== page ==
232 F2d 641 Application of Arnold John Edwards

232 F.2d 641

Application of Arnold John EDWARDS.

Patent Appeal No. 6147.

United States Court of Customs and Patent Appeals.

April 18, 1956.

Pennie, Edmonds, Morton, Barrows & Taylor, New York City (C. M. Fisher, Washington, D. C., and M. W. Sage, New York City, of counsel), Clarence W. Moore, Washington, D. C. (S. W. Cochran, Washington, D. C., of counsel), for the Commissioner of Patents.

Before O'CONNELL, Acting Chief Judge, and JOHNSON, WORLEY, and COLE, Judges.


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This is an appeal from the decision of the Board of Appeals of the United States Patent Office affirming the holding of the Primary Examiner rejecting as unpatentable claims 26 and 28 through 34, inclusive, the only remaining claims in appellant's application for a patent for "Production of Aluminum Fluoride." The appeal has been withdrawn with respect to all claims except claims 26, 30 and 34, which are the only claims before us.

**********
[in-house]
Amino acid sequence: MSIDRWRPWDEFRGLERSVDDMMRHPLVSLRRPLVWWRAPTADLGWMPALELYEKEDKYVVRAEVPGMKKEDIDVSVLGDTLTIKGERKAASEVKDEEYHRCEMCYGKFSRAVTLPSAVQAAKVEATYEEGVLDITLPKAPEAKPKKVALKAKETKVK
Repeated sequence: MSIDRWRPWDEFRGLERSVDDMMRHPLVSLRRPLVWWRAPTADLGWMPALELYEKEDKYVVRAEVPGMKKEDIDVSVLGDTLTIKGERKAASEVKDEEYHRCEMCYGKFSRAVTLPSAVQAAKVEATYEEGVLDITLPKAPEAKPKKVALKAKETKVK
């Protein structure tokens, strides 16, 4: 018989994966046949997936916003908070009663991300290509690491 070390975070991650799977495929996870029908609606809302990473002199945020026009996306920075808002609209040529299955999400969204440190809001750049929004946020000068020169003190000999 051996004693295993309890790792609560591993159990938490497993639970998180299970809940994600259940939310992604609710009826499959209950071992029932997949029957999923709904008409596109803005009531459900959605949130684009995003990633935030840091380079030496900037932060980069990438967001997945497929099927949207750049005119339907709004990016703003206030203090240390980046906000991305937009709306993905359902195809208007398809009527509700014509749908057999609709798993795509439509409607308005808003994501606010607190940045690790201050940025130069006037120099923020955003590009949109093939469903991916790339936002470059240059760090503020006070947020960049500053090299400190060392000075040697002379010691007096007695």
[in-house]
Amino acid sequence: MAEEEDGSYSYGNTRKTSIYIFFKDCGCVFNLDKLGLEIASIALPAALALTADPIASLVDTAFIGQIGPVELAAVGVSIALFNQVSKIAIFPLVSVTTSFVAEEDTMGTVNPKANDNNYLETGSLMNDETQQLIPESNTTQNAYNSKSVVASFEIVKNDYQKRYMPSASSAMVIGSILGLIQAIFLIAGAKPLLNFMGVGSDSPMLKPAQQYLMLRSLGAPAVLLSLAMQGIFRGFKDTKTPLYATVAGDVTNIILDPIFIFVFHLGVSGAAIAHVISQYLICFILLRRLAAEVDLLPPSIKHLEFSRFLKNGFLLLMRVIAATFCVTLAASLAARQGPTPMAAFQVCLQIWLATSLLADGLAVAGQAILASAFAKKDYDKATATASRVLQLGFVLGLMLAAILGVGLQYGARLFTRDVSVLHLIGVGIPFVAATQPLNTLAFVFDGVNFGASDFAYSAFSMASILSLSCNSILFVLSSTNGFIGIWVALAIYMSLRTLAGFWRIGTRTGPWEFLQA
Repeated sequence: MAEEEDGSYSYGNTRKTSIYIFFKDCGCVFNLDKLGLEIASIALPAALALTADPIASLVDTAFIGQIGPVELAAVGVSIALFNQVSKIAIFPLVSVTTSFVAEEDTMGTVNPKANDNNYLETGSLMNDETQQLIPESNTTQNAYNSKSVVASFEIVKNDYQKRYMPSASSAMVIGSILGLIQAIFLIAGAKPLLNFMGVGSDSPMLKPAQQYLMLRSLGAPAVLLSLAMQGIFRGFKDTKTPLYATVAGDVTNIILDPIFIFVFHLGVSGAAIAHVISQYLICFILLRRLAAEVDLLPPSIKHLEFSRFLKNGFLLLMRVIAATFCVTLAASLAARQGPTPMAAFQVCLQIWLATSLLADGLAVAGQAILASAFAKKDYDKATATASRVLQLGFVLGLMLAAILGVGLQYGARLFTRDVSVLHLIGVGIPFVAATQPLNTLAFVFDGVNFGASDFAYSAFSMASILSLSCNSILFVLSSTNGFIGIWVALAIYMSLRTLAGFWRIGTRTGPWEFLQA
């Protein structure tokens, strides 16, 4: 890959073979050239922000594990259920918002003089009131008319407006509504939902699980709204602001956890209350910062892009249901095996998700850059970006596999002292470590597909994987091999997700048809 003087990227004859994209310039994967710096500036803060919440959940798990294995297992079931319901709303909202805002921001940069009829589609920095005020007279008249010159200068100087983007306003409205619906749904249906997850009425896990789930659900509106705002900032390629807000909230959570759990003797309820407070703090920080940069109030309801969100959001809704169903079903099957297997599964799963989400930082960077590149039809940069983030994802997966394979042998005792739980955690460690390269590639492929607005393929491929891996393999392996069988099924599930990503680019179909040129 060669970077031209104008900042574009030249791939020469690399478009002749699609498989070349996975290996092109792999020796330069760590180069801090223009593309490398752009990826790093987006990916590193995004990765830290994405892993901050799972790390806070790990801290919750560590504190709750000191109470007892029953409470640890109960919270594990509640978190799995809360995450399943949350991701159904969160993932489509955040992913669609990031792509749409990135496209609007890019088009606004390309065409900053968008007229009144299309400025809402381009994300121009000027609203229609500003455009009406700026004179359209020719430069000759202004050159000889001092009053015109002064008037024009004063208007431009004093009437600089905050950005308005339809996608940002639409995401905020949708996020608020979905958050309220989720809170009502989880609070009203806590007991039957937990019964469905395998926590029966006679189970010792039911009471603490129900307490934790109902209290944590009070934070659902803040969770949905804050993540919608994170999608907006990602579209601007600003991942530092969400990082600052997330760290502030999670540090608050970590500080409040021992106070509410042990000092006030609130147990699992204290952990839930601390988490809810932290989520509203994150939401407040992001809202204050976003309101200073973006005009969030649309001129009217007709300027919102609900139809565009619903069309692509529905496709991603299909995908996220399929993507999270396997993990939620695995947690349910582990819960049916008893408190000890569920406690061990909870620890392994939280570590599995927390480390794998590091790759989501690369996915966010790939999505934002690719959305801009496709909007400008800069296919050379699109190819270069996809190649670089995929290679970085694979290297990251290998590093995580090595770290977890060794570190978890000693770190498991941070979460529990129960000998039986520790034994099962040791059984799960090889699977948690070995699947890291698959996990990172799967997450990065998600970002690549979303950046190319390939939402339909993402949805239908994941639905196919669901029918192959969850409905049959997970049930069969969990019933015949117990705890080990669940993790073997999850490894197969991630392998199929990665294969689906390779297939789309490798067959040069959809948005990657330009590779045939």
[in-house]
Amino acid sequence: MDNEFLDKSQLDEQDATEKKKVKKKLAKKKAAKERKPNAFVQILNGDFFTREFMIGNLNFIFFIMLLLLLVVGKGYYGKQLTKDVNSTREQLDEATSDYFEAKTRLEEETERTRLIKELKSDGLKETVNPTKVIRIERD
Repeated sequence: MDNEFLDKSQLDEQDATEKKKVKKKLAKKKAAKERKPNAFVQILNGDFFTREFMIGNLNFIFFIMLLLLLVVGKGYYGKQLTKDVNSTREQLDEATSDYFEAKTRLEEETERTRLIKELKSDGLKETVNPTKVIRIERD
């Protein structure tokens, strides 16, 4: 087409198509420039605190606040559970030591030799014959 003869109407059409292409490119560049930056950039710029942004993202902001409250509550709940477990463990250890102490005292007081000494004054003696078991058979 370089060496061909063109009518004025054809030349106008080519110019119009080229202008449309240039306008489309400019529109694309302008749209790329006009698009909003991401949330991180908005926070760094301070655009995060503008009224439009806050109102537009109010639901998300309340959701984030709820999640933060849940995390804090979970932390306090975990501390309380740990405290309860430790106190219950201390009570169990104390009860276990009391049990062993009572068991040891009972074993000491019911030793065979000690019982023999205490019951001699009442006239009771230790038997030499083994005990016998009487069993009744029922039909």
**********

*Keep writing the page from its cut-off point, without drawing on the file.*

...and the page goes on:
The appealed claims pertain to a method for producing aluminum fluoride (AIF3) by passing hyrogen fluoride gas through a chamber having three superposed separated beds or layers of solid particles of aluminous material, such as alumina or aluminous hydroxide. A fluidizing technique is employed. The fluidizing technique consists of passing the gas through each layer of particles at such a velocity which will cause it to be in a state of turbulent suspension resembling a boiling liquid thus insuring complete mixing between the gas and the particles. A counter current flow is employed in the process in the sense that the gas is introduced at the bottom of the chamber and is passed upwardly through each of the three layers in the chamber whereas the solid particles are fed downwardly from the uppermost layer to the central layer and then to the lowermost layer. The reaction between the gas and the particles is exothermic, and occurs primarily in the central layer. The particles which are fed into the fluidizing chamber from a suitable source are preheated and partially dehydrated in the uppermost layer by the hot gases coming from the central layer. In the lowermost layer, the heated particles which come from the central layer are finally reacted and cooled by the gases coming into the fluidizing chamber.


Claim 26 is representative of those appealed, and reads as follows: